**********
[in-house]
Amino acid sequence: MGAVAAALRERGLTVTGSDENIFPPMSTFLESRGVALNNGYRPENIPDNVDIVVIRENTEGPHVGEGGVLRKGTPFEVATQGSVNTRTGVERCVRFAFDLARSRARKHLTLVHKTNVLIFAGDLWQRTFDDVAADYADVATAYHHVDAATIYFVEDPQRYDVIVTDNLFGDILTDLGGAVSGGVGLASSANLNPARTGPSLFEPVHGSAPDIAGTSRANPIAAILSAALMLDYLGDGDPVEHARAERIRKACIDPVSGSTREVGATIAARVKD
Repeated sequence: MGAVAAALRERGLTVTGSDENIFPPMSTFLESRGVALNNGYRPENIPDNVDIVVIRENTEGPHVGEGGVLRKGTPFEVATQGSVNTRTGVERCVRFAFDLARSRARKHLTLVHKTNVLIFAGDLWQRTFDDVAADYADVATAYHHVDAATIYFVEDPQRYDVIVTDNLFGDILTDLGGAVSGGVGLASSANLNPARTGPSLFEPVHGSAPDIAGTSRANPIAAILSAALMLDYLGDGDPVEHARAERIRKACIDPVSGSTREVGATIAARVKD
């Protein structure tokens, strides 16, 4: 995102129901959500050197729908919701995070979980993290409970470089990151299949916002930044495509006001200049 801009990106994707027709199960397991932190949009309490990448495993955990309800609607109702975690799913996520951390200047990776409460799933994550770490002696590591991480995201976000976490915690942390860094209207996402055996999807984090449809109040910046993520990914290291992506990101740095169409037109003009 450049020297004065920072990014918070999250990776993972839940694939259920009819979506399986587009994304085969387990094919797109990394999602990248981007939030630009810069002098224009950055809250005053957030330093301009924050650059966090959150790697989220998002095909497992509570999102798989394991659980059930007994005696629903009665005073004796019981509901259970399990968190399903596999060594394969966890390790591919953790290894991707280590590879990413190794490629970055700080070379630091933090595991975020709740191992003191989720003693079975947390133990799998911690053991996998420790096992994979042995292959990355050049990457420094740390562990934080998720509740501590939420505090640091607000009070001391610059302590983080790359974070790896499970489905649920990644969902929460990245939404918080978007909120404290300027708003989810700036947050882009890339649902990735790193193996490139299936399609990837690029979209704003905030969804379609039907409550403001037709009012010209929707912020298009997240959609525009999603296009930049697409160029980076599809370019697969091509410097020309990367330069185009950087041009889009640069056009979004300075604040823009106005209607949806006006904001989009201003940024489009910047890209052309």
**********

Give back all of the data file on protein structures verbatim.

[in-house]
Amino acid sequence: MGAVAAALRERGLTVTGSDENIFPPMSTFLESRGVALNNGYRPENIPDNVDIVVIRENTEGPHVGEGGVLRKGTPFEVATQGSVNTRTGVERCVRFAFDLARSRARKHLTLVHKTNVLIFAGDLWQRTFDDVAADYADVATAYHHVDAATIYFVEDPQRYDVIVTDNLFGDILTDLGGAVSGGVGLASSANLNPARTGPSLFEPVHGSAPDIAGTSRANPIAAILSAALMLDYLGDGDPVEHARAERIRKACIDPVSGSTREVGATIAARVKD
Repeated sequence: MGAVAAALRERGLTVTGSDENIFPPMSTFLESRGVALNNGYRPENIPDNVDIVVIRENTEGPHVGEGGVLRKGTPFEVATQGSVNTRTGVERCVRFAFDLARSRARKHLTLVHKTNVLIFAGDLWQRTFDDVAADYADVATAYHHVDAATIYFVEDPQRYDVIVTDNLFGDILTDLGGAVSGGVGLASSANLNPARTGPSLFEPVHGSAPDIAGTSRANPIAAILSAALMLDYLGDGDPVEHARAERIRKACIDPVSGSTREVGATIAARVKD
């Protein structure tokens, strides 16, 4: 995102129901959500050197729908919701995070979980993290409970470089990151299949916002930044495509006001200049 801009990106994707027709199960397991932190949009309490990448495993955990309800609607109702975690799913996520951390200047990776409460799933994550770490002696590591991480995201976000976490915690942390860094209207996402055996999807984090449809109040910046993520990914290291992506990101740095169409037109003009 450049020297004065920072990014918070999250990776993972839940694939259920009819979506399986587009994304085969387990094919797109990394999602990248981007939030630009810069002098224009950055809250005053957030330093301009924050650059966090959150790697989220998002095909497992509570999102798989394991659980059930007994005696629903009665005073004796019981509901259970399990968190399903596999060594394969966890390790591919953790290894991707280590590879990413190794490629970055700080070379630091933090595991975020709740191992003191989720003693079975947390133990799998911690053991996998420790096992994979042995292959990355050049990457420094740390562990934080998720509740501590939420505090640091607000009070001391610059302590983080790359974070790896499970489905649920990644969902929460990245939404918080978007909120404290300027708003989810700036947050882009890339649902990735790193193996490139299936399609990837690029979209704003905030969804379609039907409550403001037709009012010209929707912020298009997240959609525009999603296009930049697409160029980076599809370019697969091509410097020309990367330069185009950087041009889009640069056009979004300075604040823009106005209607949806006006904001989009201003940024489009910047890209052309």